This website uses cookies to ensure you have the best experience. Learn more

Agriculture In More And Less Developed Countries

2105 words - 8 pages

Dark, thick smoke rises from the engine of a huge tractor that is plowing the plains of Dumas, Texas with enough power and technology to plow fifteen rows at one time. While just overseas in Pakistan a farmer works to plow one row in his field with the help of his oxen. Both farmers come home late at night, one just the same as the other, but the work they have accomplished for the day will be drastically different. The farmer in Pakistan farms 2.5 acres of land hoping to use what he harvests for feeding his family and his village. The farmer in Dumas farms 500 acres of land, which is 200 times the size of the farmer's land in Pakistan, and he uses what he harvests to make a living and to sell to grocery stores in the United States. Agriculture is practiced all over the world but agriculture in one country can be far different than in another country. The world can be divided into the less developed countries, where the output of the farm is used on or near the farm where it is produced, and the more developed countries, where the farmer sells the crops and livestock. There are some major differences between what we do in the United States and what others do in other countries concerning agriculture. As one can see, agriculture is a very important way of life for many different people all over the world. The uses of agriculture are very different throughout the world considering whether the country is more or less developed.

First, we must define agriculture and determine how agriculture began. Agriculture is the deliberate modification of Earth's surface by cultivating or caring for plants and rearing animals to obtain sustenance or economic gain (1). So how did agriculture begin in the United States? Before agriculture, all humans probably obtained the food they needed for survival through hunting for animals, fishing or gathering plants. People from northern Asia are thought to have migrated to this continent about 20,000 years ago. By hunting and following heards of animals, they crossed the Bering land bridge that once connected Asia to Alaska. Bison were critical to the life of the early inhabitants of the Great Plains. Bison provided people with food, skins for clothing and shelter, containers, tools weapons, and fuel (2). Early hunters had many ways of hunting bison. Some would ambush them at water holes or hunters would surround them. Others found that they could stampede them off cliffs. Soon came horses and rifles which brought a different and much easier way of hunting the bison. "For more than 11,000 years, Indians lived and thrived in Saskatchewan, hunting buffalo and other animals, and gathering wild plants for food (2)." Many tribes of Indians were agricultural tribes that lived on the Great Plains. They seemed to shy away from agriculture when they found out about the advantages of bison hunting with horses. Some even abandoned their agricultural lives for hunting nomadism. Many were lured onto the...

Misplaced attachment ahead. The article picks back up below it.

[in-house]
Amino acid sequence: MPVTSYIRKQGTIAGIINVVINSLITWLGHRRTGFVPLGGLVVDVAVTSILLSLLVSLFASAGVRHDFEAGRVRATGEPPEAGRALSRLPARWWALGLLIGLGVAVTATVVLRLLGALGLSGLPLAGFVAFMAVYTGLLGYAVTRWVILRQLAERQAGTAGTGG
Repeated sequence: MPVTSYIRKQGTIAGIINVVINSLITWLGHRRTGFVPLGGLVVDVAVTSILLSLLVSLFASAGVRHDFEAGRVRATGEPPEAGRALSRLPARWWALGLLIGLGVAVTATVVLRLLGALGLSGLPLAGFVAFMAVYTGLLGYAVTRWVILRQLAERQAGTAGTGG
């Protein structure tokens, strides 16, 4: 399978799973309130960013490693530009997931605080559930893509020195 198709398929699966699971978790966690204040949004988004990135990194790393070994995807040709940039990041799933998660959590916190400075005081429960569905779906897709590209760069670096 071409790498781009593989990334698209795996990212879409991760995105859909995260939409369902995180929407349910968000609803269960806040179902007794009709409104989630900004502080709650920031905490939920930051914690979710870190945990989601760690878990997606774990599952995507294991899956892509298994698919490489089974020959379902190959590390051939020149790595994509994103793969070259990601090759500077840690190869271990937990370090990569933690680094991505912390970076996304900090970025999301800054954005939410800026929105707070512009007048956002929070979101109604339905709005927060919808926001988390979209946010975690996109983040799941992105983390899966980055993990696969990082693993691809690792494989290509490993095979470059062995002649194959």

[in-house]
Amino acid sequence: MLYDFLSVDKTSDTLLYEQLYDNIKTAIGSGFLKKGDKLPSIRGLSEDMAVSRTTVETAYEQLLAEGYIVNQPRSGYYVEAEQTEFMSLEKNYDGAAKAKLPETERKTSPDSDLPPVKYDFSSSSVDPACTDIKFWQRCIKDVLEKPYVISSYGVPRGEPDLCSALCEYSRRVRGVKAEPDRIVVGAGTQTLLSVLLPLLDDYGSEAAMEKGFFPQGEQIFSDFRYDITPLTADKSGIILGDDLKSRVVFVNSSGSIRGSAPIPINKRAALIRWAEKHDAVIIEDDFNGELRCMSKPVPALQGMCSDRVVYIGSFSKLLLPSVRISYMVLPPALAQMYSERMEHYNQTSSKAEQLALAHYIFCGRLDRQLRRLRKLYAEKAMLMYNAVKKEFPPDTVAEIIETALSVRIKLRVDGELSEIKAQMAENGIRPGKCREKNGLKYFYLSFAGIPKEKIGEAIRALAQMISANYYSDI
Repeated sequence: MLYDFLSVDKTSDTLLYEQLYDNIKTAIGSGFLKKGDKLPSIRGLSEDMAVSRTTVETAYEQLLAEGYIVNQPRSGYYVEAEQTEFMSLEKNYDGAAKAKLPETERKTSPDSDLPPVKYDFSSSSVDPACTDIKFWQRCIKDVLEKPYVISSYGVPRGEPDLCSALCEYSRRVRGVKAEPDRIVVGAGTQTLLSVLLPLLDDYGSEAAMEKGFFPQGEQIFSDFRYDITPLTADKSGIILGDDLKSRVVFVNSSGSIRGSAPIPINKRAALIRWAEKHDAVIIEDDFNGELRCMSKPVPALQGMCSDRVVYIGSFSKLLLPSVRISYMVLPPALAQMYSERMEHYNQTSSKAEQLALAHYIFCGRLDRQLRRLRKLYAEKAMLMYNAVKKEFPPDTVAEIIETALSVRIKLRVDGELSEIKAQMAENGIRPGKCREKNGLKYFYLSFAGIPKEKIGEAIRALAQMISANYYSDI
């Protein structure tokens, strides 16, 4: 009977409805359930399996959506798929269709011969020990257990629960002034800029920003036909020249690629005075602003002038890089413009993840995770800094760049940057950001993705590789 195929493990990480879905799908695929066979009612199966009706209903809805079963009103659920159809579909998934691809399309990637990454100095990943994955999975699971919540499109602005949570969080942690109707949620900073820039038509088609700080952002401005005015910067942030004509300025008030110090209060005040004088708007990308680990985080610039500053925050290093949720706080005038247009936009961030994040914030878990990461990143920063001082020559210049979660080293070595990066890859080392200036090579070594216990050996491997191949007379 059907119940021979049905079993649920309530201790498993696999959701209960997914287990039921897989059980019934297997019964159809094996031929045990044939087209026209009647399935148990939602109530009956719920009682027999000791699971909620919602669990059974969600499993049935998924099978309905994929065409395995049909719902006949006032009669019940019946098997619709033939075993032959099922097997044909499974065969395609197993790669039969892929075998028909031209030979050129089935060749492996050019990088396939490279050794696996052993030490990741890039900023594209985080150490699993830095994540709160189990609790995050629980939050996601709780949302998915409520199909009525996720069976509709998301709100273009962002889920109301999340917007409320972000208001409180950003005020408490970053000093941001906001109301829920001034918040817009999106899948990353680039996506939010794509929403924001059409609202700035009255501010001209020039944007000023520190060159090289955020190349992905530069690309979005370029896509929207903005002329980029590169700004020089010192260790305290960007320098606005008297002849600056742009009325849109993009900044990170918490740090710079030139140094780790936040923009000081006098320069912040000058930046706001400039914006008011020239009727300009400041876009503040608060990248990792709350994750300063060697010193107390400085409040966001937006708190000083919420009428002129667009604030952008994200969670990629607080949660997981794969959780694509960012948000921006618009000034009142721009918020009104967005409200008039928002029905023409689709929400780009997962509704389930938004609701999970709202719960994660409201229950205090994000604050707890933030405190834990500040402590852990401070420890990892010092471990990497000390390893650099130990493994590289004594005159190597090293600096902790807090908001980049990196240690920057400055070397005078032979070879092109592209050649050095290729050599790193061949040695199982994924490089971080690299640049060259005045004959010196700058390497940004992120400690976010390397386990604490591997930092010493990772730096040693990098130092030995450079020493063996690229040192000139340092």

Find Another Essay On Agriculture In More and Less Developed Countries

The Impacts ofTransnational Corporations on Less Developed Countries

2671 words - 11 pages is important as the presence of TNCs in host countries means an improvement in the speed of productivity due to new technology that LDCs are exposed to. The third and final effect is Export spillovers and though TNCs domestic firms learn and copy information about exporting as TNCs naturally engage in more advanced advertising and commercial skills. This is important as these are the qualities less developed countries tend to lack. Adapting to the

Health Policy in Developed Countries Essay

1191 words - 5 pages countries experience challenges in creating health policy. Depleting resources and funding puts a cap on less developed countries while developed countries experience inflation impacting unit cost (Zwi & Mills, 1995). Some struggles are shared by all. Access to needed health services for the disadvantaged is a common problem (Johnson & Stoskopf, 2010). Highlighted by Zwi and Mills (1995), containing health care costs and controlling the

Developing Health Policies in Developed and Undeveloped Countries

1009 words - 4 pages advances. Modern advances in the field of data collection, helps developed nations to provide improved healthcare quality assurance; however, these advances have not reached the less economically advanced countries where the quality of health care can be too convoluted to compute (Johnson & Stoskopf, 2008, Pp. 42-44). Johnson and Stoskopf (2008) also explain that both developed and undeveloped countries have a portion of population that receives

Distance Education Institutions in Developed and Developing Countries

1899 words - 8 pages the main technologies used from the inception of the university. By the year 2000 while many other developed countries were already advanced in online classes, IGNOU only had 10% of their students online (Jyotsna, Suresh, & Santosh, 2013). The programs of liberal arts, engineering, and science have the highest graduation level. The engineering graduates are only about 25% employable. Unfortunately, there is so much unemployment and under

Globalization affects lives in developed countries

1613 words - 6 pages overall living standards. Restrictions tend to strike at the very export industries in less-developed countries that typically pay the highest wages and maintain the highest standards, forcing production and employment into less-globalized sectors where wages and standards are almost always lower. Restrictions also damage developed countries' economic interests by sabotaging regional and multilateral trade negotiations.I think globalization has helped